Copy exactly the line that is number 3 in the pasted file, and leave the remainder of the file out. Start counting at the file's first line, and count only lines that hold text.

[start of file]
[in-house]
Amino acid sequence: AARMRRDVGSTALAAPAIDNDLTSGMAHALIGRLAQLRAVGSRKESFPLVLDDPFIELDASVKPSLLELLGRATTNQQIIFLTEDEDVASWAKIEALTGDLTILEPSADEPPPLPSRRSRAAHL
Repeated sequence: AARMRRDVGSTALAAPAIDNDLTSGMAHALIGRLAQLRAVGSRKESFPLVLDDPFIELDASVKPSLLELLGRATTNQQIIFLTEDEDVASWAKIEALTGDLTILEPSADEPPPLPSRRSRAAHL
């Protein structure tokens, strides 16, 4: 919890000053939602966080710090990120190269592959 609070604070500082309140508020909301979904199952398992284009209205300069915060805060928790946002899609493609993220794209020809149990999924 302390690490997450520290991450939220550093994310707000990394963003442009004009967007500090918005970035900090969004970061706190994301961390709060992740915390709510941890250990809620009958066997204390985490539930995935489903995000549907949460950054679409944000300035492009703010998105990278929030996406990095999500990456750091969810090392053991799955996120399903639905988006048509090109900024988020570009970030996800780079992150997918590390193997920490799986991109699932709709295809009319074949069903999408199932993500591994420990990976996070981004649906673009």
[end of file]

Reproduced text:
Repeated sequence: AARMRRDVGSTALAAPAIDNDLTSGMAHALIGRLAQLRAVGSRKESFPLVLDDPFIELDASVKPSLLELLGRATTNQQIIFLTEDEDVASWAKIEALTGDLTILEPSADEPPPLPSRRSRAAHL